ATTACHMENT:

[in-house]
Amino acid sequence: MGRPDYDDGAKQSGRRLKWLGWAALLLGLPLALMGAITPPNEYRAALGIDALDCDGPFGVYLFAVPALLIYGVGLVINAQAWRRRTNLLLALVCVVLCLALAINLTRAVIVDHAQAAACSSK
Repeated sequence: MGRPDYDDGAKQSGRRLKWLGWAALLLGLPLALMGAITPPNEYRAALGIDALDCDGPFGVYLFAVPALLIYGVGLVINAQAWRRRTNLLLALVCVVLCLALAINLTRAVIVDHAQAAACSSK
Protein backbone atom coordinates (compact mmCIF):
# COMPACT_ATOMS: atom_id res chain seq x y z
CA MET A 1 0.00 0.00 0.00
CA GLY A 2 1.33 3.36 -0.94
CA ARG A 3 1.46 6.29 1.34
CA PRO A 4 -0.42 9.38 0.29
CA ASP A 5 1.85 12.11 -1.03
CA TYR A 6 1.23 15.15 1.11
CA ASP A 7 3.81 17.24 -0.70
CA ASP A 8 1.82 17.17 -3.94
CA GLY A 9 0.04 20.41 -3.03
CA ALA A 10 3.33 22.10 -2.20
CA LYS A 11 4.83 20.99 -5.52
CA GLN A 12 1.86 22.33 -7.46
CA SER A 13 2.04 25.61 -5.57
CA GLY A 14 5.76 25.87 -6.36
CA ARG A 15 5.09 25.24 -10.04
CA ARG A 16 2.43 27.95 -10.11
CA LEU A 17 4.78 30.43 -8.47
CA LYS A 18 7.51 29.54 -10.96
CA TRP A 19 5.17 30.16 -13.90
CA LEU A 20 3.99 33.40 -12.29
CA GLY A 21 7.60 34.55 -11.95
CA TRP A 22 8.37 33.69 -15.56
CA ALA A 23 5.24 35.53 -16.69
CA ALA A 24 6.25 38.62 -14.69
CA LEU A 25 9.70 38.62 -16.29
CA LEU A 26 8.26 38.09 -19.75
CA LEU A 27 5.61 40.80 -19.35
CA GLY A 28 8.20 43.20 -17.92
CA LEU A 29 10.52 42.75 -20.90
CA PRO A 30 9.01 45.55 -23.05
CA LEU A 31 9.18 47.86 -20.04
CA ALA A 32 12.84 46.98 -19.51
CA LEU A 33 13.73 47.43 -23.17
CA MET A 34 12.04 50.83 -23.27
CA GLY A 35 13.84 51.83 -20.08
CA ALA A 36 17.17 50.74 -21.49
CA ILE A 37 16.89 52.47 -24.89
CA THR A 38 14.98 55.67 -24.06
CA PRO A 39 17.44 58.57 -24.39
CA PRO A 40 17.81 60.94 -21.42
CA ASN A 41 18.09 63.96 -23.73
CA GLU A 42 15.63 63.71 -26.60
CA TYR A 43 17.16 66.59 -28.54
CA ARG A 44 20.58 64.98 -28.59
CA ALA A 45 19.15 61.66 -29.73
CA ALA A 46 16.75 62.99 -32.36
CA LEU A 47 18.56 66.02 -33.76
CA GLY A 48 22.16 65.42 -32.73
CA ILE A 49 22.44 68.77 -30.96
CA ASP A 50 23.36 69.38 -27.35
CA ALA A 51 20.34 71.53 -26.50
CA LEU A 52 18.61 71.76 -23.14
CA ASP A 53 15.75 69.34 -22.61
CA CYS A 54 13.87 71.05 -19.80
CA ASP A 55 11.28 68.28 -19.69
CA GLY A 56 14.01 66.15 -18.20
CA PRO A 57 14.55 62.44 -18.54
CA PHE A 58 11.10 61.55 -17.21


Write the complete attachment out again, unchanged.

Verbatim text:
[in-house]
Amino acid sequence: MGRPDYDDGAKQSGRRLKWLGWAALLLGLPLALMGAITPPNEYRAALGIDALDCDGPFGVYLFAVPALLIYGVGLVINAQAWRRRTNLLLALVCVVLCLALAINLTRAVIVDHAQAAACSSK
Repeated sequence: MGRPDYDDGAKQSGRRLKWLGWAALLLGLPLALMGAITPPNEYRAALGIDALDCDGPFGVYLFAVPALLIYGVGLVINAQAWRRRTNLLLALVCVVLCLALAINLTRAVIVDHAQAAACSSK
Protein backbone atom coordinates (compact mmCIF):
# COMPACT_ATOMS: atom_id res chain seq x y z
CA MET A 1 0.00 0.00 0.00
CA GLY A 2 1.33 3.36 -0.94
CA ARG A 3 1.46 6.29 1.34
CA PRO A 4 -0.42 9.38 0.29
CA ASP A 5 1.85 12.11 -1.03
CA TYR A 6 1.23 15.15 1.11
CA ASP A 7 3.81 17.24 -0.70
CA ASP A 8 1.82 17.17 -3.94
CA GLY A 9 0.04 20.41 -3.03
CA ALA A 10 3.33 22.10 -2.20
CA LYS A 11 4.83 20.99 -5.52
CA GLN A 12 1.86 22.33 -7.46
CA SER A 13 2.04 25.61 -5.57
CA GLY A 14 5.76 25.87 -6.36
CA ARG A 15 5.09 25.24 -10.04
CA ARG A 16 2.43 27.95 -10.11
CA LEU A 17 4.78 30.43 -8.47
CA LYS A 18 7.51 29.54 -10.96
CA TRP A 19 5.17 30.16 -13.90
CA LEU A 20 3.99 33.40 -12.29
CA GLY A 21 7.60 34.55 -11.95
CA TRP A 22 8.37 33.69 -15.56
CA ALA A 23 5.24 35.53 -16.69
CA ALA A 24 6.25 38.62 -14.69
CA LEU A 25 9.70 38.62 -16.29
CA LEU A 26 8.26 38.09 -19.75
CA LEU A 27 5.61 40.80 -19.35
CA GLY A 28 8.20 43.20 -17.92
CA LEU A 29 10.52 42.75 -20.90
CA PRO A 30 9.01 45.55 -23.05
CA LEU A 31 9.18 47.86 -20.04
CA ALA A 32 12.84 46.98 -19.51
CA LEU A 33 13.73 47.43 -23.17
CA MET A 34 12.04 50.83 -23.27
CA GLY A 35 13.84 51.83 -20.08
CA ALA A 36 17.17 50.74 -21.49
CA ILE A 37 16.89 52.47 -24.89
CA THR A 38 14.98 55.67 -24.06
CA PRO A 39 17.44 58.57 -24.39
CA PRO A 40 17.81 60.94 -21.42
CA ASN A 41 18.09 63.96 -23.73
CA GLU A 42 15.63 63.71 -26.60
CA TYR A 43 17.16 66.59 -28.54
CA ARG A 44 20.58 64.98 -28.59
CA ALA A 45 19.15 61.66 -29.73
CA ALA A 46 16.75 62.99 -32.36
CA LEU A 47 18.56 66.02 -33.76
CA GLY A 48 22.16 65.42 -32.73
CA ILE A 49 22.44 68.77 -30.96
CA ASP A 50 23.36 69.38 -27.35
CA ALA A 51 20.34 71.53 -26.50
CA LEU A 52 18.61 71.76 -23.14
CA ASP A 53 15.75 69.34 -22.61
CA CYS A 54 13.87 71.05 -19.80
CA ASP A 55 11.28 68.28 -19.69
CA GLY A 56 14.01 66.15 -18.20
CA PRO A 57 14.55 62.44 -18.54
CA PHE A 58 11.10 61.55 -17.21